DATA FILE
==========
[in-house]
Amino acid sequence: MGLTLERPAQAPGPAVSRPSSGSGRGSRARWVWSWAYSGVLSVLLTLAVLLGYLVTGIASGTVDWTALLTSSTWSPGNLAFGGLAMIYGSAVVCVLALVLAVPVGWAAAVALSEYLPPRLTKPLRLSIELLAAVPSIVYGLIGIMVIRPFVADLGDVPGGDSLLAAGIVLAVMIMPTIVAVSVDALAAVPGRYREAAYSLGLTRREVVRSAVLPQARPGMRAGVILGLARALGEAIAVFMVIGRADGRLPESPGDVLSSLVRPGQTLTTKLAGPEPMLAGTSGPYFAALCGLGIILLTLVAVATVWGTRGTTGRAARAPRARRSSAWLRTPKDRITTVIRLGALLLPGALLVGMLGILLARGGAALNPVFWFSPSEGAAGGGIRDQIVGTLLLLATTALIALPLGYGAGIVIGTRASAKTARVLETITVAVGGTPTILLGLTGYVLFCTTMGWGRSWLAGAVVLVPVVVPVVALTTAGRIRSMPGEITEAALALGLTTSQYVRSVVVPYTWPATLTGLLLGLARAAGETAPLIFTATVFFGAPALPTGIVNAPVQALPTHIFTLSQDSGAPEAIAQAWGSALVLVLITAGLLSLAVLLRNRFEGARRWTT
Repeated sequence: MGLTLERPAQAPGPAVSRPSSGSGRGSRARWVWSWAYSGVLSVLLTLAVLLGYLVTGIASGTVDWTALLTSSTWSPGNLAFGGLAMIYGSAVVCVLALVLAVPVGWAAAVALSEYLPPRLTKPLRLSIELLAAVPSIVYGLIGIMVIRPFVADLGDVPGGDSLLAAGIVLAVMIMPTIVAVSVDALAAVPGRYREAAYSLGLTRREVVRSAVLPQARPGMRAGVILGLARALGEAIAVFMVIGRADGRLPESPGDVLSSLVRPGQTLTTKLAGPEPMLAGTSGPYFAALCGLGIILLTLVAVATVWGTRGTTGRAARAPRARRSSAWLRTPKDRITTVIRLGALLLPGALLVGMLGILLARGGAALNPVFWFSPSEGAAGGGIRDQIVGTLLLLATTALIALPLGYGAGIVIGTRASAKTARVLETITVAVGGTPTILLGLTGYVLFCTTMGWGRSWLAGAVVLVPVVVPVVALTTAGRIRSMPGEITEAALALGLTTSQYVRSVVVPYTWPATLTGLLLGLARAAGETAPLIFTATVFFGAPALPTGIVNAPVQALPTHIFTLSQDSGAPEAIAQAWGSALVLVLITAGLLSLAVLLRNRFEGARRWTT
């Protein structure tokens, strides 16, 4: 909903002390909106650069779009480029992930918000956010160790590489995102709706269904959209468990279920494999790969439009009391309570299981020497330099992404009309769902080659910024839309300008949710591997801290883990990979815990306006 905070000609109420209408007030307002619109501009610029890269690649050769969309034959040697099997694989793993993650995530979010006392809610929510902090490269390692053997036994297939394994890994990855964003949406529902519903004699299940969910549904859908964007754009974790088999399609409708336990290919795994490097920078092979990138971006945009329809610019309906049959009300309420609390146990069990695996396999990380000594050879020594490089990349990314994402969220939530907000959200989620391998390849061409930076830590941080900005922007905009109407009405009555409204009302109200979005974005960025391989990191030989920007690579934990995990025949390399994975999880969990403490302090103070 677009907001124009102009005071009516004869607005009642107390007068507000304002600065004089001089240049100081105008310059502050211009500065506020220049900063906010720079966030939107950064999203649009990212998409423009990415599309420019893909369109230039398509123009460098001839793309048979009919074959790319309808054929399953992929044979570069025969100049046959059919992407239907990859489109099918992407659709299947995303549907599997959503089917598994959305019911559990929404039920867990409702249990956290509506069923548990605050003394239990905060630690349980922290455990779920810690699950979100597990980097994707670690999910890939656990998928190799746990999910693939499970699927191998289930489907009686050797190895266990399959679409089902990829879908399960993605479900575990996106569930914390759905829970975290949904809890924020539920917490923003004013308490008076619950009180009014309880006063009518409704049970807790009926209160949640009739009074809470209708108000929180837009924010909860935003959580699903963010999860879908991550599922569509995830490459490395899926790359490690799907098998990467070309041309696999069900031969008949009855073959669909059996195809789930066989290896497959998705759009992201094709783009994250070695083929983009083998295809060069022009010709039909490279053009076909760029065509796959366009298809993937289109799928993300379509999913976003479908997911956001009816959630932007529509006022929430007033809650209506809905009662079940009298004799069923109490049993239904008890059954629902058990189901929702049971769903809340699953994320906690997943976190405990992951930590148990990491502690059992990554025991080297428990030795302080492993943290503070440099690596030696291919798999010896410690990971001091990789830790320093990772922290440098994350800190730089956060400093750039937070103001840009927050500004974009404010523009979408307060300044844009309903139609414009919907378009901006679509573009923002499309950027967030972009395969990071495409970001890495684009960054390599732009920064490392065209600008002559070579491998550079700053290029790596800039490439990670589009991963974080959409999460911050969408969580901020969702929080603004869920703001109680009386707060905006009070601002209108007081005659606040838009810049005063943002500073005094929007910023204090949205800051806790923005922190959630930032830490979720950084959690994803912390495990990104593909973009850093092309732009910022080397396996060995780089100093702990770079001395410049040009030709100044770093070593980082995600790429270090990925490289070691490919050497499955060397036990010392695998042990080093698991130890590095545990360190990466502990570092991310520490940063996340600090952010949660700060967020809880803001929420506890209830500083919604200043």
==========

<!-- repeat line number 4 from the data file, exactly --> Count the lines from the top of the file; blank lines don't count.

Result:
């Protein structure tokens, strides 16, 4: 909903002390909106650069779009480029992930918000956010160790590489995102709706269904959209468990279920494999790969439009009391309570299981020497330099992404009309769902080659910024839309300008949710591997801290883990990979815990306006 905070000609109420209408007030307002619109501009610029890269690649050769969309034959040697099997694989793993993650995530979010006392809610929510902090490269390692053997036994297939394994890994990855964003949406529902519903004699299940969910549904859908964007754009974790088999399609409708336990290919795994490097920078092979990138971006945009329809610019309906049959009300309420609390146990069990695996396999990380000594050879020594490089990349990314994402969220939530907000959200989620391998390849061409930076830590941080900005922007905009109407009405009555409204009302109200979005974005960025391989990191030989920007690579934990995990025949390399994975999880969990403490302090103070 677009907001124009102009005071009516004869607005009642107390007068507000304002600065004089001089240049100081105008310059502050211009500065506020220049900063906010720079966030939107950064999203649009990212998409423009990415599309420019893909369109230039398509123009460098001839793309048979009919074959790319309808054929399953992929044979570069025969100049046959059919992407239907990859489109099918992407659709299947995303549907599997959503089917598994959305019911559990929404039920867990409702249990956290509506069923548990605050003394239990905060630690349980922290455990779920810690699950979100597990980097994707670690999910890939656990998928190799746990999910693939499970699927191998289930489907009686050797190895266990399959679409089902990829879908399960993605479900575990996106569930914390759905829970975290949904809890924020539920917490923003004013308490008076619950009180009014309880006063009518409704049970807790009926209160949640009739009074809470209708108000929180837009924010909860935003959580699903963010999860879908991550599922569509995830490459490395899926790359490690799907098998990467070309041309696999069900031969008949009855073959669909059996195809789930066989290896497959998705759009992201094709783009994250070695083929983009083998295809060069022009010709039909490279053009076909760029065509796959366009298809993937289109799928993300379509999913976003479908997911956001009816959630932007529509006022929430007033809650209506809905009662079940009298004799069923109490049993239904008890059954629902058990189901929702049971769903809340699953994320906690997943976190405990992951930590148990990491502690059992990554025991080297428990030795302080492993943290503070440099690596030696291919798999010896410690990971001091990789830790320093990772922290440098994350800190730089956060400093750039937070103001840009927050500004974009404010523009979408307060300044844009309903139609414009919907378009901006679509573009923002499309950027967030972009395969990071495409970001890495684009960054390599732009920064490392065209600008002559070579491998550079700053290029790596800039490439990670589009991963974080959409999460911050969408969580901020969702929080603004869920703001109680009386707060905006009070601002209108007081005659606040838009810049005063943002500073005094929007910023204090949205800051806790923005922190959630930032830490979720950084959690994803912390495990990104593909973009850093092309732009910022080397396996060995780089100093702990770079001395410049040009030709100044770093070593980082995600790429270090990925490289070691490919050497499955060397036990010392695998042990080093698991130890590095545990360190990466502990570092991310520490940063996340600090952010949660700060967020809880803001929420506890209830500083919604200043």